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Re: New to Lisp and some questions

Postby Exolon » Sat Nov 29, 2008 6:02 pm

Paul Donnelly wrote:OTOH, with Lispbuilder-SDL (I just started using these bindings a couple days ago, and they seem good) you have all you need to write a game of some description.

I've had a little trouble with it on my Mac (e.g. the audio code crashes in my simplest test programs for some reason, perhaps due to how the Mac version of the SDL library is written). But so far it seems nice for 2D stuff; certainly more complete and easy to get working for a newbie like myself than anything else I've seen.
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Re: New to Lisp and some questions

Postby Leonidas » Tue Dec 02, 2008 3:29 pm

Ramarren wrote:I think it's definitely better for writing games than Python, as it is both much faster and more more expressive.

As for speed it doesn't matter really because most time is spent in SDL which is written in C anyway. Same goes for OpenGL.
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Re: New to Lisp and some questions

Postby Ramarren » Wed Dec 03, 2008 1:40 am

Leonidas wrote:As for speed it doesn't matter really because most time is spent in SDL which is written in C anyway. Same goes for OpenGL.


If you are writing a game bound by graphics, then yes, but it not impossible to write a game which requires a lot of processing. Especially since games are usually soft real time, and computation tend to come in bursts, like e.g. pathfinding. Of course, one could write those parts in C as well, but at some point you might just give up and rewrite entire thing in C/C++ anyway.

Really, I'm just impressed how Common Lisp manages to be both highly expressive and very efficiently compiled (well, it's implementation, rather than language, quality), so I have brought it up, even though I admit that for programs primarily composed of calls to external libraries it does not really matter.
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Re: New to Lisp and some questions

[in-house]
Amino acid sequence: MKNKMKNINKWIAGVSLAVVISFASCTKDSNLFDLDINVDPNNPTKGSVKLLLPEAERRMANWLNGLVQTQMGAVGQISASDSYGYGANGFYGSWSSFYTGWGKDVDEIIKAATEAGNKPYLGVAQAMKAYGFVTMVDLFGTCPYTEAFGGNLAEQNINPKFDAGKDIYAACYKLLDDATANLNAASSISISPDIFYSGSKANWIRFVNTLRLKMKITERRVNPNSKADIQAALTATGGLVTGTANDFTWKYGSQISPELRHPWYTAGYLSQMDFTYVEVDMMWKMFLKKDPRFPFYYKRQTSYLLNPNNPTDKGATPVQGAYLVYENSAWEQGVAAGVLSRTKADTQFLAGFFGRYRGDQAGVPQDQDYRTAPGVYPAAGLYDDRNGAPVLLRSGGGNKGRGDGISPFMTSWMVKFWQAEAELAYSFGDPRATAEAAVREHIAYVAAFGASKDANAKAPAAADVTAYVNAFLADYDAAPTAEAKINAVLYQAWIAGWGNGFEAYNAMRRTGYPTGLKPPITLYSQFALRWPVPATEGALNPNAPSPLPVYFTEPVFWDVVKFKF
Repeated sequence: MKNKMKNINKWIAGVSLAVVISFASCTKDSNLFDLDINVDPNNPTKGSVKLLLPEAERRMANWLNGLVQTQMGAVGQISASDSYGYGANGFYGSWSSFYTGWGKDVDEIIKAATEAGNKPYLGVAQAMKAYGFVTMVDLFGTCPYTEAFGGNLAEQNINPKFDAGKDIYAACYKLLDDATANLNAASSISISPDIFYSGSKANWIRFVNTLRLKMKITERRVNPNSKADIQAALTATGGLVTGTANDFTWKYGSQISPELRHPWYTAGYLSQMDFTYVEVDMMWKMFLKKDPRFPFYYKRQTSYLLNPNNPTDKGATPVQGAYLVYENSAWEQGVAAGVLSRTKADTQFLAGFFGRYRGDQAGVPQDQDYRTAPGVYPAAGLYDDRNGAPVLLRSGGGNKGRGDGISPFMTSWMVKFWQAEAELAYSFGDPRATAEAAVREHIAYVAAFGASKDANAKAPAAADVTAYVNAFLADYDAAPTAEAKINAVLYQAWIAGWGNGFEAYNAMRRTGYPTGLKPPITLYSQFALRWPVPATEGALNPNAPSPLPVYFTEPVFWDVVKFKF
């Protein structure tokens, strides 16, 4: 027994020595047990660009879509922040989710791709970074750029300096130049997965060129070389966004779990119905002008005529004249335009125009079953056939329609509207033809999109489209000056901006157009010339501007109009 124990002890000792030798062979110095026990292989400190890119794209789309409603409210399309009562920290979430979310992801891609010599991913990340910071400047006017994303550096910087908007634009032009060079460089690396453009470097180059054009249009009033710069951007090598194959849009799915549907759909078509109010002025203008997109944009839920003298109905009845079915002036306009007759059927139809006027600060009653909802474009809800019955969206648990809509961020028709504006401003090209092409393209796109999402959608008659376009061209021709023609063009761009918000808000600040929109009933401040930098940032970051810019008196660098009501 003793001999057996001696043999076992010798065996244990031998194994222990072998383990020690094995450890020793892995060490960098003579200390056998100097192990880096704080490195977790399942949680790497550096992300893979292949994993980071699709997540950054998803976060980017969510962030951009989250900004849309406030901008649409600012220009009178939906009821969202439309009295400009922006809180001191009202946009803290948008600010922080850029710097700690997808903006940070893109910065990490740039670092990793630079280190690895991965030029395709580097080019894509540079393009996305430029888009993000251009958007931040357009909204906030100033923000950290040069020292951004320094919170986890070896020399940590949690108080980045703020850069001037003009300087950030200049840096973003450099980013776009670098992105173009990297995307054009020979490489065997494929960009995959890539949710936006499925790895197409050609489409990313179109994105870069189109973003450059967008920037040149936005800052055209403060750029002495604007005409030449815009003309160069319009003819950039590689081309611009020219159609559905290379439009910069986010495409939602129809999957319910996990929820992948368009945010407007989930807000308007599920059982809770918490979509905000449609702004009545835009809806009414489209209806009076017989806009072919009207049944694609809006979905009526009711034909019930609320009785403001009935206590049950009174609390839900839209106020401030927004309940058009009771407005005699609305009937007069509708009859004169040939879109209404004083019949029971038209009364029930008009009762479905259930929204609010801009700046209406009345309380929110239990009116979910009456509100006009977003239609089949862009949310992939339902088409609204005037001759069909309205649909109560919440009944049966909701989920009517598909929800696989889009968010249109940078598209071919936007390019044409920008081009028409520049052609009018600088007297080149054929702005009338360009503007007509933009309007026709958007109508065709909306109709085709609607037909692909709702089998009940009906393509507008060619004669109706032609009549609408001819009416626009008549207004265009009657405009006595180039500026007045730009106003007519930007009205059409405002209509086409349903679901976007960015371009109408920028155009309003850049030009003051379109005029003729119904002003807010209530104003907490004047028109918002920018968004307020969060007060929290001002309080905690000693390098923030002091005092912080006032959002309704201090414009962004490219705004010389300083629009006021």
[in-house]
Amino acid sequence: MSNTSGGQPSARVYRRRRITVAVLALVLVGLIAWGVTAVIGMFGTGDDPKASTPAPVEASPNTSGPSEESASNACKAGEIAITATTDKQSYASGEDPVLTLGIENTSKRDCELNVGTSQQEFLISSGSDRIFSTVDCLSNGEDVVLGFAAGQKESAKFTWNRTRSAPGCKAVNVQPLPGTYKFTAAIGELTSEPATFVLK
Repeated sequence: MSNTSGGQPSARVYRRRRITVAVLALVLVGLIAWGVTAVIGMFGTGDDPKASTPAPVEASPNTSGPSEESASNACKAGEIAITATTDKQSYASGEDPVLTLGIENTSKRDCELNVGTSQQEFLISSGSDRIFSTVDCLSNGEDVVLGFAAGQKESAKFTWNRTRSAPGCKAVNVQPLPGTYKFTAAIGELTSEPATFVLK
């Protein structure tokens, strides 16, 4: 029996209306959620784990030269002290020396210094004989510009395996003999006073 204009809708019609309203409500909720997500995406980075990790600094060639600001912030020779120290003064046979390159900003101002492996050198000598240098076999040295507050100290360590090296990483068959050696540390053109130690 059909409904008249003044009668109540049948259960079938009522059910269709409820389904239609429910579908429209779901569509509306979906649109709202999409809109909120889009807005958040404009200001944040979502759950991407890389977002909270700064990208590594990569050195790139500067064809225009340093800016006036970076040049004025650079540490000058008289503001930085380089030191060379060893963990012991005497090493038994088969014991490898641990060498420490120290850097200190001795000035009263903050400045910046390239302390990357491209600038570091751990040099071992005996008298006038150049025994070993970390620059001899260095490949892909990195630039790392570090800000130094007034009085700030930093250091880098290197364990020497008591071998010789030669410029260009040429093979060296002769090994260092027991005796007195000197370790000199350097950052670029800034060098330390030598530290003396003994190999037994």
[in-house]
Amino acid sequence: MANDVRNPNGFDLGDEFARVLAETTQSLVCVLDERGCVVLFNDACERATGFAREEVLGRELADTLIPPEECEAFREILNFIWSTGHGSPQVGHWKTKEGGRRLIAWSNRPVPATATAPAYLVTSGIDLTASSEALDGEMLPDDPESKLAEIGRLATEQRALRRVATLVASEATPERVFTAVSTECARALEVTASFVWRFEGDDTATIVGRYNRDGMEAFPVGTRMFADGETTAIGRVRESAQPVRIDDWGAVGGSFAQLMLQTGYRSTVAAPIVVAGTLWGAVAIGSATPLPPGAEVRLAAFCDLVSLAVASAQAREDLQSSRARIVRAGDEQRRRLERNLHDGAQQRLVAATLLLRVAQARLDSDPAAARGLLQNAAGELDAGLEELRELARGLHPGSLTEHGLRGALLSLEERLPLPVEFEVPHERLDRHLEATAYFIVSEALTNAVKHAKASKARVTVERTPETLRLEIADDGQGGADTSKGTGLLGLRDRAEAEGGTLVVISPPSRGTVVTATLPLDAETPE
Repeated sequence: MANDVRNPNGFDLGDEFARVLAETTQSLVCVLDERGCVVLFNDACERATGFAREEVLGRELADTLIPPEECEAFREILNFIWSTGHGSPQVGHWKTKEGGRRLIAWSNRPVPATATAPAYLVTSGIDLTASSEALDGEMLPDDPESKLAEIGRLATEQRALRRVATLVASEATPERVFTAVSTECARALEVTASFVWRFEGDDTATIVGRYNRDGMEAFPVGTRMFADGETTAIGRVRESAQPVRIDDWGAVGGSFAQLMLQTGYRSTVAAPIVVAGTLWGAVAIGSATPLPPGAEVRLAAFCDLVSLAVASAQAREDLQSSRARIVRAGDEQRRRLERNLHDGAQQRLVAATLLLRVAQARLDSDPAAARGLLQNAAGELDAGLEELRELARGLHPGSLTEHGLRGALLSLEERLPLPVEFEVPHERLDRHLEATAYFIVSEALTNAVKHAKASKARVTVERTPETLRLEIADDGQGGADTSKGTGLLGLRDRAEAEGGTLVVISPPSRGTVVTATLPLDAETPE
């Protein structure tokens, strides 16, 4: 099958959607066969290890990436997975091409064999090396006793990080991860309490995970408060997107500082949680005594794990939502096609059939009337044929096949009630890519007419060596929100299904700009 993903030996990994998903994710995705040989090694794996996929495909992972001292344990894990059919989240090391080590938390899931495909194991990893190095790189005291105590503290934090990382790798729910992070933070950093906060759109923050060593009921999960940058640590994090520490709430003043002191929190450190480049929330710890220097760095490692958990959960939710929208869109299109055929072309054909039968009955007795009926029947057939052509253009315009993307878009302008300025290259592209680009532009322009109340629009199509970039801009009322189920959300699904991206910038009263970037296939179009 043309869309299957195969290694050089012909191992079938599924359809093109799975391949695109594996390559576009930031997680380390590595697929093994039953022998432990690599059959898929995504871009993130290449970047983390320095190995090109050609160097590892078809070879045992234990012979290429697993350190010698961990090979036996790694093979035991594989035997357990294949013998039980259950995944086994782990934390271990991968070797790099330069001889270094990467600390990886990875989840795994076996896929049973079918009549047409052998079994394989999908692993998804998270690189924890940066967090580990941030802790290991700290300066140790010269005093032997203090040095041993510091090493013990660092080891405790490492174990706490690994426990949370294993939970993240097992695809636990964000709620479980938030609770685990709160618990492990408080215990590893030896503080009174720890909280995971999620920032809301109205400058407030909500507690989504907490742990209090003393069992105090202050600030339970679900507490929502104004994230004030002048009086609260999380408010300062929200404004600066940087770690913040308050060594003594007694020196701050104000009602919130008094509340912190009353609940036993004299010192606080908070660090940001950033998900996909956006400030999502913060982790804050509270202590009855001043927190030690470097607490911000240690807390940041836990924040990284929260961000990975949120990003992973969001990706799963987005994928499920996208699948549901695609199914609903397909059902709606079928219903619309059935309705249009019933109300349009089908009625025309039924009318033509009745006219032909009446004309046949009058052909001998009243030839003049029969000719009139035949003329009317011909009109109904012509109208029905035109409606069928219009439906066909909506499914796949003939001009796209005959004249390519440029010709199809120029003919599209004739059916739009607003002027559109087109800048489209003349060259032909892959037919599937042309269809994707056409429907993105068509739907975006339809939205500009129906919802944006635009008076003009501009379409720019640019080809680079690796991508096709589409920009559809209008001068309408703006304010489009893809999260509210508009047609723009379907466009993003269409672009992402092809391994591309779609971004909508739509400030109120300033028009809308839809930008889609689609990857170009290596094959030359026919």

Postby citrus » Wed Dec 03, 2008 10:31 am

A small update I thought appropriate.

I decided to give Lisp a go and started by studying the MIT open course material (very interesting stuff). It's a long way ahead until I'll be writing games, probably longer than if I'd gone with some other language, but I hope I'll learn something I otherwise wouldn't and that in the end it'll be worth it.

Ohh, and thanks for the replies.
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Re: New to Lisp and some questions

Postby Balooga » Wed Dec 03, 2008 3:05 pm

Exolon wrote:
Paul Donnelly wrote:OTOH, with Lispbuilder-SDL (I just started using these bindings a couple days ago, and they seem good) you have all you need to write a game of some description.

I've had a little trouble with it on my Mac (e.g. the audio code crashes in my simplest test programs for some reason, perhaps due to how the Mac version of the SDL library is written). But so far it seems nice for 2D stuff; certainly more complete and easy to get working for a newbie like myself than anything else I've seen.


The sound from lispbuilder-sdl-mixer is flakey on Windows as well. The only stable platform for sound seems to be Linux. I'm going to blame the SDL_mixer library.
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Re: New to Lisp and some questions

Postby Exolon » Wed Dec 03, 2008 5:20 pm

Balooga wrote:The sound from lispbuilder-sdl-mixer is flakey on Windows as well. The only stable platform for sound seems to be Linux. I'm going to blame the SDL_mixer library.

Heh, yes, I thought this might have a hand in the problem :) I can actually get an mp3 playing; something just dies when I try to shut the mixer subsystem down and subsequent starts don't work without killing and restarting the Lisp image.
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Re: New to Lisp and some questions

Postby Balooga » Mon Jan 12, 2009 10:44 am

Exolon wrote:
Balooga wrote:The sound from lispbuilder-sdl-mixer is flakey on Windows as well. The only stable platform for sound seems to be Linux. I'm going to blame the SDL_mixer library.

Heh, yes, I thought this might have a hand in the problem :) I can actually get an mp3 playing; something just dies when I try to shut the mixer subsystem down and subsequent starts don't work without killing and restarting the Lisp image.


I'm busy implementing a mixer for lispbuilder-sdl in Lisp that does not rely on SDL_mixer.

- Luke